A lukewarm shower in the evening helps to lower your body temperature so that your body gets into its “sleeping climate” despite the heat and can get in the mood for sleep. Even if a cold shower seems more refreshing, you should avoid it. Cold water not only activates the nervous system, but also constricts the blood vessels and prevents your body from releasing the stored heat.
#5 Choose the right bed linen
Choose particularly light and breathable bed linen and pajamas in summer. In hot weather, thin, cooling blankets are suitable to protect against drafts and absorb sweat. Light fabrics such as cotton or silk as well as special functional underwear can help regulate temperature as they wick heat away from the skin and absorb sweat. By the way, you shouldn't go without clothing completely, as the sweat on the skin combined with drafts can cause tension and can also lead to colds due to the body temperature falling at night.
#6 Maintain good sleep hygiene
If you generally sleep restfully and pay attention to good sleep hygiene, you will also prevent heat-related sleep disorders and avoid other factors having an additional negative effect on sleep. With a regular sleep-wake rhythm and other basic rules for a good night's sleep, you can optimally prepare yourself for a restful night and, with our additional tips, you can ensure a peaceful night even in summer. Herer you can find the sleep tips.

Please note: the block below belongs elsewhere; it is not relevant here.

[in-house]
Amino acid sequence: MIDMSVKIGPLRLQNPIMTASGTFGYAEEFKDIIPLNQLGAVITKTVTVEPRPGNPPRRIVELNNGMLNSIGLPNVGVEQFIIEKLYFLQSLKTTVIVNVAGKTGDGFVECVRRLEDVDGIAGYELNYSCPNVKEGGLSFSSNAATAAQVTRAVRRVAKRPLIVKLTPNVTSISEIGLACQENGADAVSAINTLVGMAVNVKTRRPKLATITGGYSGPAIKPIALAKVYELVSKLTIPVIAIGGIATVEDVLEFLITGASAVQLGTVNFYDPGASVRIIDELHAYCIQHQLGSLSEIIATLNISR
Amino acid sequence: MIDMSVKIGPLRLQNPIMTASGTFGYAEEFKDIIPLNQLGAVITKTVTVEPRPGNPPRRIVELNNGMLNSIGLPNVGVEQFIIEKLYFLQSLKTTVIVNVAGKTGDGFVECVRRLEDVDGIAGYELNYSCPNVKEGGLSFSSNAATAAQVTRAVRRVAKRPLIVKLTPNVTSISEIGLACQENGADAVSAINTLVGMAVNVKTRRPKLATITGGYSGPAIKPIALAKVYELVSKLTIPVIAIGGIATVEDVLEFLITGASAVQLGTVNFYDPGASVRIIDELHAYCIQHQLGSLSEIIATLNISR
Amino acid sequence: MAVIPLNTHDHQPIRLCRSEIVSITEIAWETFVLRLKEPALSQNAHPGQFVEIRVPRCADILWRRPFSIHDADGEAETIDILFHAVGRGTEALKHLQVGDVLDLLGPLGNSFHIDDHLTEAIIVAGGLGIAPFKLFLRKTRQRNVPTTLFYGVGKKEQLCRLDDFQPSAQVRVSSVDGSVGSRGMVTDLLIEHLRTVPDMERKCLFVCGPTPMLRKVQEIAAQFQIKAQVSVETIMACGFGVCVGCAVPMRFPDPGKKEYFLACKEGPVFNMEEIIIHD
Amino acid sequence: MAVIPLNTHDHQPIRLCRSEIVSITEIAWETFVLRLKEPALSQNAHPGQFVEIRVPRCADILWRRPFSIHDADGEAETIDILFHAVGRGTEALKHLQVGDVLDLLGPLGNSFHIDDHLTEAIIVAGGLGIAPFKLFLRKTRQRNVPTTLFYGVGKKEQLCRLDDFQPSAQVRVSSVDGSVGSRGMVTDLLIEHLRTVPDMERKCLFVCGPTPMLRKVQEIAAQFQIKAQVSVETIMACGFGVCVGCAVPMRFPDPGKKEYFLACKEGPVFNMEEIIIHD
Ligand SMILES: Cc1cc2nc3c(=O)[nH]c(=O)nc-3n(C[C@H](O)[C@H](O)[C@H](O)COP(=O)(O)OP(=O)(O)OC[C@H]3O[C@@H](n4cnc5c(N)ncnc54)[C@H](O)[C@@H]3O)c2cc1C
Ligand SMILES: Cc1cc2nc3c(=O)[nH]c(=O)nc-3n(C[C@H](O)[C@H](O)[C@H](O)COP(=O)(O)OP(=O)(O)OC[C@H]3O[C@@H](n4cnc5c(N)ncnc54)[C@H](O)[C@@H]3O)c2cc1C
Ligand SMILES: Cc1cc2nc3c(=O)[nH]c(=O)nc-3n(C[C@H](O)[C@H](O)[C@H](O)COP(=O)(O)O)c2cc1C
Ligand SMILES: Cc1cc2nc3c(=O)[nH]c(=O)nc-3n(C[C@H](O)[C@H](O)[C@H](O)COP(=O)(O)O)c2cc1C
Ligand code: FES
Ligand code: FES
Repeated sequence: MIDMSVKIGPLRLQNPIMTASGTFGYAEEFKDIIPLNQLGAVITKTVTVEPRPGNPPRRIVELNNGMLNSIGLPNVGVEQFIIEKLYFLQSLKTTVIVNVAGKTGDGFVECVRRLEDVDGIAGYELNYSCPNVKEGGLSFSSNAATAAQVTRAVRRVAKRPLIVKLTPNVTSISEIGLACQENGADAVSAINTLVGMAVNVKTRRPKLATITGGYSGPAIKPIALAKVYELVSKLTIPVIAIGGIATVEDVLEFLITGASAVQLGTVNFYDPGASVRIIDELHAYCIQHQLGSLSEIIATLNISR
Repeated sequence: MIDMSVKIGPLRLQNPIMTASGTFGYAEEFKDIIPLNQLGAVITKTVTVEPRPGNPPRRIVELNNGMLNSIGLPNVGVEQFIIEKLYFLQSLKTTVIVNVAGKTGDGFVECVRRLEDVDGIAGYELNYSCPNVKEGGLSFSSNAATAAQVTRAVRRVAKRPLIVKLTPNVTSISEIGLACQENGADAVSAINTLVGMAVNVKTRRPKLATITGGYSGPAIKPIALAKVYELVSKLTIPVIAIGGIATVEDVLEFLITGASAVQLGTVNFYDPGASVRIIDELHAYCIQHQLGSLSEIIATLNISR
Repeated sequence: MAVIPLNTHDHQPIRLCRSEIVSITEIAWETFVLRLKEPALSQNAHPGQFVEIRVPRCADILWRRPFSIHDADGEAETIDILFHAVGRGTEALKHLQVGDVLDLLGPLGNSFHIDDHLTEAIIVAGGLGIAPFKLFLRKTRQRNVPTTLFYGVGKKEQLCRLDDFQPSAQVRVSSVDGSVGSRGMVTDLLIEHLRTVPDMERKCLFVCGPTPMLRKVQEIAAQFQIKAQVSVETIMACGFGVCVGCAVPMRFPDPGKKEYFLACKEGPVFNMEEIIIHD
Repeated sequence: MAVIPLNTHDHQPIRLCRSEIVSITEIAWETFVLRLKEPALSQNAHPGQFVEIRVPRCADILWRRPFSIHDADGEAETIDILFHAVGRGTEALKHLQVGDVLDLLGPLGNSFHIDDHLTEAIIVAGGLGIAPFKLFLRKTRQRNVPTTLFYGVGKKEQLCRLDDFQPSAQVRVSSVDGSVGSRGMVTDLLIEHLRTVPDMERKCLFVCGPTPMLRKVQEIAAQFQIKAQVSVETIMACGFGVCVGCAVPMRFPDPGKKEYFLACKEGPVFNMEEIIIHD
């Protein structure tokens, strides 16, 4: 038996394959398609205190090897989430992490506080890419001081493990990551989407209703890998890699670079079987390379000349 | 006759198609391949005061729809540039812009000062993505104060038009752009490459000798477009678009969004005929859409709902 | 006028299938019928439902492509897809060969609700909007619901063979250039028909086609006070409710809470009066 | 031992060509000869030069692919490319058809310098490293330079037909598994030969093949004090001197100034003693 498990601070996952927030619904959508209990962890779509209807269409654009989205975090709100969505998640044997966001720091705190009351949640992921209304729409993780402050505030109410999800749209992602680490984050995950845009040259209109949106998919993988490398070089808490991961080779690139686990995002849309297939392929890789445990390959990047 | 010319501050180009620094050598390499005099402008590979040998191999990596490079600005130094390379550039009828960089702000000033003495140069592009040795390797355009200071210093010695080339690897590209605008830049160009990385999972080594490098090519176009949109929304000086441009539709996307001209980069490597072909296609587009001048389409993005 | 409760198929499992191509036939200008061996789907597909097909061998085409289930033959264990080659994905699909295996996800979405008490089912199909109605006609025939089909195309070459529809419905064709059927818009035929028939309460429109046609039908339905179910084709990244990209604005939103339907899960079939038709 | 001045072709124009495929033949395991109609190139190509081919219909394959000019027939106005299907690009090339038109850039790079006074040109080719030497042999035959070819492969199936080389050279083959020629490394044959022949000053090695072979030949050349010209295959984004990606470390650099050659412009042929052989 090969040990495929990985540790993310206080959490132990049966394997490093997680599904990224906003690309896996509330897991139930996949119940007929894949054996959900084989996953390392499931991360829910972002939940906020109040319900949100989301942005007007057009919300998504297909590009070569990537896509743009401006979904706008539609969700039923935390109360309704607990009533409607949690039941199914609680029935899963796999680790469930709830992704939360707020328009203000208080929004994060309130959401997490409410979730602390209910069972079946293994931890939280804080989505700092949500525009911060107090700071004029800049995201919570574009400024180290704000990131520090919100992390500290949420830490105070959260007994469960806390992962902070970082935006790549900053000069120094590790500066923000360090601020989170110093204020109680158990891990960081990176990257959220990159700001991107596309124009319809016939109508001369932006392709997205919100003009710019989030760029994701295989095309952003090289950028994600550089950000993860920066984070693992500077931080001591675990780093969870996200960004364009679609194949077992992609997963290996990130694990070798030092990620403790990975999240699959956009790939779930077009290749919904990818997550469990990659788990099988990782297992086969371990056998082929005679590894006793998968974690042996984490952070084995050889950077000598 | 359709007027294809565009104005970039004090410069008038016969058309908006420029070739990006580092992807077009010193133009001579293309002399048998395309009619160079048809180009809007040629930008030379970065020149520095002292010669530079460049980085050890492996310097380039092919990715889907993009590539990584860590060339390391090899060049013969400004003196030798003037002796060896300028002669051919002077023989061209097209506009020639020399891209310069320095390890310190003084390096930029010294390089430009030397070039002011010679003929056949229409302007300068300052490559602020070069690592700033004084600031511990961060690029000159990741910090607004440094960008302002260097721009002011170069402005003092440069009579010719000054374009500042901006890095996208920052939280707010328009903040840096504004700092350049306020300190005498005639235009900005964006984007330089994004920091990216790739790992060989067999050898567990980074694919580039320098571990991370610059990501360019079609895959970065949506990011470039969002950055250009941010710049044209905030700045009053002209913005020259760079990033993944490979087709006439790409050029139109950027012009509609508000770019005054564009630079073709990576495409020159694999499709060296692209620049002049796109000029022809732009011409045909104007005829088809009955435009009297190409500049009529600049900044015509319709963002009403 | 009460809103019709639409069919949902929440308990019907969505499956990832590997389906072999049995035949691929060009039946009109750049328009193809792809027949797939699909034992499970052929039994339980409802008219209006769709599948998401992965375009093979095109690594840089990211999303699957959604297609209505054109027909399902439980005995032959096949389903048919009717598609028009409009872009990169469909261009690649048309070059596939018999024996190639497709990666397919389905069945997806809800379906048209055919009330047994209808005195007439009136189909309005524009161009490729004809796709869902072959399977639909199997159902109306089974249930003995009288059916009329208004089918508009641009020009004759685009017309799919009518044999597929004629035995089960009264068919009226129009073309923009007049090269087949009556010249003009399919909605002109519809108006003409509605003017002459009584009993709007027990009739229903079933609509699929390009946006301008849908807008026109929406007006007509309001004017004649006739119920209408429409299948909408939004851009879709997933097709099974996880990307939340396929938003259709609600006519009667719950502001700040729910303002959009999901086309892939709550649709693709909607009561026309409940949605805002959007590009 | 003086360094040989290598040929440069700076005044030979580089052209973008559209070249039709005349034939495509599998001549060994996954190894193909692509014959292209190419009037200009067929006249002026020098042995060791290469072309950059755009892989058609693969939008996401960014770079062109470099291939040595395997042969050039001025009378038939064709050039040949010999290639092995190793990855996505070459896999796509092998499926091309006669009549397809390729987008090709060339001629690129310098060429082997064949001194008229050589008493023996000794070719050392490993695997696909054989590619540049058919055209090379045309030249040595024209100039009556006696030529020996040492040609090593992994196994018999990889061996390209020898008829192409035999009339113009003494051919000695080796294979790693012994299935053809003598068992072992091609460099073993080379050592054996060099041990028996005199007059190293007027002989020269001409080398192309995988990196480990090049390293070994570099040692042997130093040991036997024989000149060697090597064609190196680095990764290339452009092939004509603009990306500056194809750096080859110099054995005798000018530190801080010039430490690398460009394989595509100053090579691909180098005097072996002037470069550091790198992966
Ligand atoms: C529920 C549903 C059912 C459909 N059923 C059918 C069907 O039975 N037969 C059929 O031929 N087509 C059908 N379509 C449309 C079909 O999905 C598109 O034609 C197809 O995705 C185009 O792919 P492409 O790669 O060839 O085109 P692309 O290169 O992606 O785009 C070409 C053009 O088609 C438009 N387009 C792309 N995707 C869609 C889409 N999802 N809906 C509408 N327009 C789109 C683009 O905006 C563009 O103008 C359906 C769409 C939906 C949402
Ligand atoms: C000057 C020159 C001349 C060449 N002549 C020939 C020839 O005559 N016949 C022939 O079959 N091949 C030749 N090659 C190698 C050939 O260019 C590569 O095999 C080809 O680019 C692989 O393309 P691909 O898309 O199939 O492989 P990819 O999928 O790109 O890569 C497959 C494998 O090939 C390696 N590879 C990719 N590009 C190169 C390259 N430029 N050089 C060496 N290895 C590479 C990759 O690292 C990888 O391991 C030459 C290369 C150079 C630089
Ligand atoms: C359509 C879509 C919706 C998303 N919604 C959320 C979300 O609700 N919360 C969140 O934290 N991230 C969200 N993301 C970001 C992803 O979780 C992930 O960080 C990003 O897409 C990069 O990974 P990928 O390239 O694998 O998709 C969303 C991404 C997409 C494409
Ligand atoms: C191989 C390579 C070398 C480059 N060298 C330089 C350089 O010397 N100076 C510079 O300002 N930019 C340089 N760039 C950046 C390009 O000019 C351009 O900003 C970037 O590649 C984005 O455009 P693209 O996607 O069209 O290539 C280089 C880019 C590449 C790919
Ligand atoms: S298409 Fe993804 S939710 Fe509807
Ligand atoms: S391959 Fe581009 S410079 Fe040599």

Heat harms our sleep because it prevents the body temperature from falling naturally and disrupts the natural sleep mechanisms.
Protect your bedroom from hot air and sunlight during the day, for example by using blinds and closed windows.
Air at night and in the morning when the outside temperature is coolest.
Make sure you drink enough fluids during the day and before sleep, preferably with lukewarm teas (avoid cold drinks!).
A lukewarm shower before bed cools down and prepares you for sleep.
Use breathable, lightweight bed linen and sleepwear so that sweat and heat are wicked away from the body and you are still protected from drafts.
Observe good sleep hygiene so that your sleep is not negatively affected by other factors in addition to heat.
Greetings and see you soon!
der Kühleffekt ist intensiver, wenn die Decke ohne einen Bezug verwendet wird und direkt auf dem Körper liegt, da die Oberfläche speziell beschichtet ist. Wenn du Bettwäsche verwenden möchtest, würde ich dir einen möglichst dünnen und luftdurchlässigen Bezug empfehlen.
Alisia von smartsleep®
Hallo, meine Frage ist…
kann die cool blanket Decke mit Bettwäsche bezogen werden? Oder ist es eher nicht vom Vorteil?
Der Körper reagiert auf die Signale der Umwelt!
Signal kalt: Ich muss mich wärmen.
Signal heiß: Ich muss mich abkühlen.
Wenn wir bei Hitze kalt duschen, welches Signal erhält der Körper: Es ist kalt! ich muss mich wärmen; also setzt er auf die Hitze noch Einen drauf und produziert selbst Wärme noch mehr Wärme !!!!!!!
Wenn wir dagegen heiß duschen, erhält er das Signal: Heiß!!! Er weiß dann, dass er kühlen muss!!! Und wir haben dann, was wir wollen.
Ich setz dann immer noch Was drauf, indem ich einen heißen Tee trinke!
Wo hab´ ich´s gelernt: Bei den Indios am Rio Napo in Peru.